Why TV is obsessed with rebooting your favorite shows

Neal Justin, Star Tribune (Minneapolis) on

Published in Entertainment News

LOS ANGELES -- A new streaming service is trying to drum up enthusiasm by promising to reunite six beloved "friends" who last flirted and fought their way into our hearts more than 15 years ago. But don't reserve a table at Central Perk just yet.

Peacock is bragging about bringing back "Saved by the Bell," the 1989-93 sitcom so tone deaf about teenage life that it made "Welcome Back, Kotter" seem like a documentary. The NBCU-owned newcomer, which launches in April, is also working on the further adventures of "Punky Brewster" and yet another reboot of "Battlestar Galactica."

Executives would obviously rather be promoting the return of Ross and Rachel, but these days programmers are eager to recycle any familiar titles they can get their hands on.

This week alone offers the updated versions of "The Soup," "Extreme Makeover: Home Edition" and a Hulu adaptation of "High Fidelity." ABC announced last month that it plans to bring back both "Thirtysomething" and "Who Wants to Be a Millionaire."

Either Hollywood is running low on fresh ideas or viewers have an unprecedented appetite for nostalgia. The gatekeepers are betting on the latter.

"In the climate we're living in, it feels like this show is the warm hug everybody needs right now," said Loren Ruch, senior vice president of production for HGTV, at the Television Critics Association press tour. HGTV has tapped Jesse Tyler Ferguson of "Modern Family" as the new host of "Extreme Makeover," which last aired as a regular series in 2012. "And who would you rather get a good warm hug from than Jesse and his team?"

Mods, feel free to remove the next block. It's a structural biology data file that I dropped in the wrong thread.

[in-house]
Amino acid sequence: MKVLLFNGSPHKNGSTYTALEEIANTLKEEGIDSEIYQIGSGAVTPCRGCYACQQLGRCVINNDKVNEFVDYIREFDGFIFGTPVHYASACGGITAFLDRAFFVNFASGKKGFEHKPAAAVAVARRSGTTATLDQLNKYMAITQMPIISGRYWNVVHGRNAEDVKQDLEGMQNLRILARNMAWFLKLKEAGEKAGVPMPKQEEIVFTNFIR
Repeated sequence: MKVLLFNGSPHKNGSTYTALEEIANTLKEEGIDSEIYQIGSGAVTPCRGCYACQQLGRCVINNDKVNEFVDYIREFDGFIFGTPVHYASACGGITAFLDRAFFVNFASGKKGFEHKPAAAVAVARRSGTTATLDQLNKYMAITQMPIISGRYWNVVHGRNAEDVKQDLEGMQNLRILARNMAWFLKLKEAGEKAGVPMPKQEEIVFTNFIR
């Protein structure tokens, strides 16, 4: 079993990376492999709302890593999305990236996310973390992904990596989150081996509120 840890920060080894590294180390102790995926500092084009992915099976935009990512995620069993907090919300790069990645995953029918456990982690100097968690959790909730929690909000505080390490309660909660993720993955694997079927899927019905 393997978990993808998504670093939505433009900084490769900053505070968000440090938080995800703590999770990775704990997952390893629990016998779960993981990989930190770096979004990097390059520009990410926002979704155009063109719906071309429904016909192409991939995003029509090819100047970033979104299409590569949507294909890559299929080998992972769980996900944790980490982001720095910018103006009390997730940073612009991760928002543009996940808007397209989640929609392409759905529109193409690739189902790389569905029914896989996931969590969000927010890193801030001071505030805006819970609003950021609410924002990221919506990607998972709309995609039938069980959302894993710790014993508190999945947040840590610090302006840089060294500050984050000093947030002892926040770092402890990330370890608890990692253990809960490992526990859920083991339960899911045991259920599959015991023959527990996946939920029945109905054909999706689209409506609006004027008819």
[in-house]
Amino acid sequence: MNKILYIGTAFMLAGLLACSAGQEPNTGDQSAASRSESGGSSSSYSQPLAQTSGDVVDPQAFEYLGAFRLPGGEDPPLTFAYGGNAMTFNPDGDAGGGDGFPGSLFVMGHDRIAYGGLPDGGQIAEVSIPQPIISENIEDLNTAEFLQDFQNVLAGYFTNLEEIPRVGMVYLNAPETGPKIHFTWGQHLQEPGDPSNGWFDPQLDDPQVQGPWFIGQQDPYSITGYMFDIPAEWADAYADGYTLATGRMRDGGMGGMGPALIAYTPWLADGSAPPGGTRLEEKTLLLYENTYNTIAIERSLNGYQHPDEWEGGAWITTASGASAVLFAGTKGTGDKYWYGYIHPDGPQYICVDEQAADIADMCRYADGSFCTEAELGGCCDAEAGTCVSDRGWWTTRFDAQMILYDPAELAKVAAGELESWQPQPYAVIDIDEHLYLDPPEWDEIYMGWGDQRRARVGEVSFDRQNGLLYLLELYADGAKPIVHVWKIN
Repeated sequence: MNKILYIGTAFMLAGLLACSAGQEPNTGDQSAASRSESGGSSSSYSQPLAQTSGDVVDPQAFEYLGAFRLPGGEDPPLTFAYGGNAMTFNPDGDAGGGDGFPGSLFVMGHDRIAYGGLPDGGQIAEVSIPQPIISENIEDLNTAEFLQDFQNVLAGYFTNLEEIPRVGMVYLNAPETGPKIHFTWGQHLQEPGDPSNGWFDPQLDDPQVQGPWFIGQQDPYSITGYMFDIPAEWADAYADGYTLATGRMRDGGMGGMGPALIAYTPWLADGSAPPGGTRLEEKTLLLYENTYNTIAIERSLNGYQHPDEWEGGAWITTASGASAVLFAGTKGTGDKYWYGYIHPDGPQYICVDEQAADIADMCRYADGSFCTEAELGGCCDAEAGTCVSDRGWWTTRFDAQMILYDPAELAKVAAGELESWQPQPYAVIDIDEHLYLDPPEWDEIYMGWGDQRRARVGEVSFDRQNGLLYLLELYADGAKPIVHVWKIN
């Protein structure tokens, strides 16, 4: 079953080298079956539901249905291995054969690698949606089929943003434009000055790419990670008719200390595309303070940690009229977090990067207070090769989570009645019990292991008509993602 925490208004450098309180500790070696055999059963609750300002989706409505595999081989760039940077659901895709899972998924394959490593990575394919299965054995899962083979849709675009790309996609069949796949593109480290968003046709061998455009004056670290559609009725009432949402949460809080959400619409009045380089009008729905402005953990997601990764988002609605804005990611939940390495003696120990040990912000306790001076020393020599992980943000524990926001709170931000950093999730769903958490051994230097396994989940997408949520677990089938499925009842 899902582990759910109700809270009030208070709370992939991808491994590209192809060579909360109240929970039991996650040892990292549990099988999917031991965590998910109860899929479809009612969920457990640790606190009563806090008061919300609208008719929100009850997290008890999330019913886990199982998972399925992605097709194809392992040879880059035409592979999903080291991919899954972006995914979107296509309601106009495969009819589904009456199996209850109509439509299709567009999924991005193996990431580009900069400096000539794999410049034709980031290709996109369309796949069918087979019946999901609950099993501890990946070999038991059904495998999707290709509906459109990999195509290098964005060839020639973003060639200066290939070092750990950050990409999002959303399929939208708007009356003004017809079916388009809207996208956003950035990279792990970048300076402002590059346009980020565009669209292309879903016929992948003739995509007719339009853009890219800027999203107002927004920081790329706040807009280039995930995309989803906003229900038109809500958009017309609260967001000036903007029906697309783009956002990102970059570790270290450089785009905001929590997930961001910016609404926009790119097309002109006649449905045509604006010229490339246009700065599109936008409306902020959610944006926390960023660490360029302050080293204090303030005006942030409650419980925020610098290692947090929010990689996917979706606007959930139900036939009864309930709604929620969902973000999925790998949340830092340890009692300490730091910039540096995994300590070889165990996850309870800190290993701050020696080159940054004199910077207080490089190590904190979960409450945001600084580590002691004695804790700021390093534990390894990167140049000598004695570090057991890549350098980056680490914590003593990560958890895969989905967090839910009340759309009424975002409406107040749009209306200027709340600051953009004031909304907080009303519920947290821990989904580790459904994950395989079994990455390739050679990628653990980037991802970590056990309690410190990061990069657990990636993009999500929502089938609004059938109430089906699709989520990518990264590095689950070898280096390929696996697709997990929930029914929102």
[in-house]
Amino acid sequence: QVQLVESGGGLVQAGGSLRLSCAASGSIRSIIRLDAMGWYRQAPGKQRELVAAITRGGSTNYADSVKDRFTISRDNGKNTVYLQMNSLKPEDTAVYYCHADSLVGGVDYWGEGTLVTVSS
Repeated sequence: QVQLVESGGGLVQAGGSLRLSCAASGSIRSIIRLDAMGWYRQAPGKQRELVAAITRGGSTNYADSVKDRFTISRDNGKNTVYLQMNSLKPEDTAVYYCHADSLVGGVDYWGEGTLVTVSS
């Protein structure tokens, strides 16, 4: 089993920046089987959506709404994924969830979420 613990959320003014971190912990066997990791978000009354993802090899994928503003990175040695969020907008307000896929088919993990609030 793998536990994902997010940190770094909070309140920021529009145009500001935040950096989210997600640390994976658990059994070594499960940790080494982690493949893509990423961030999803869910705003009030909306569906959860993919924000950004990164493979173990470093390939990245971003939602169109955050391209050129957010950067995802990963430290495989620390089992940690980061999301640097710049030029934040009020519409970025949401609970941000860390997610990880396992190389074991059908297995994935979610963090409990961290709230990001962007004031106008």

Part of the strategy is that time-tested titles will help attract viewers bombarded with a staggering number of options. More than 500 scripted series debuted last year. The upcoming addition of new competitors like Peacock and HBO Max in 2020 is certain to blow that record out of the water.

"In a marketplace where it is very hard to launch new shows, having built-in familiarity is great," said Heather Olander, an NBCU senior vice president who greenlit reboots of "Temptation Island" and "The Biggest Loser" for USA Network.

To a certain extent, the strategy has worked. Many shows that got rebooted during the past five years -- "MacGyver," "Charmed," "Lost in Space," 'The Twilight Zone," "Queer Eye," "Dynasty," "American Idol" -- have done well enough in the ratings to remain on the air. Others, like "24: Legacy," "Ironside" and "Murphy Brown," were barely out of the starting gate when viewers were put out of their misery.

"As you can imagine, the bar is very high," said HBO Max's head of original content, Sarah Aubrey, who is developing a new version of "Gossip Girl" with the soap's original creators, Josh Schwartz and Stephanie Savage. "I think one of the benefits of having the original creators involved is that they are very clear on what the essential elements of the show are and are not. But they're also really excited to bring a modern lens to it 10 years later."


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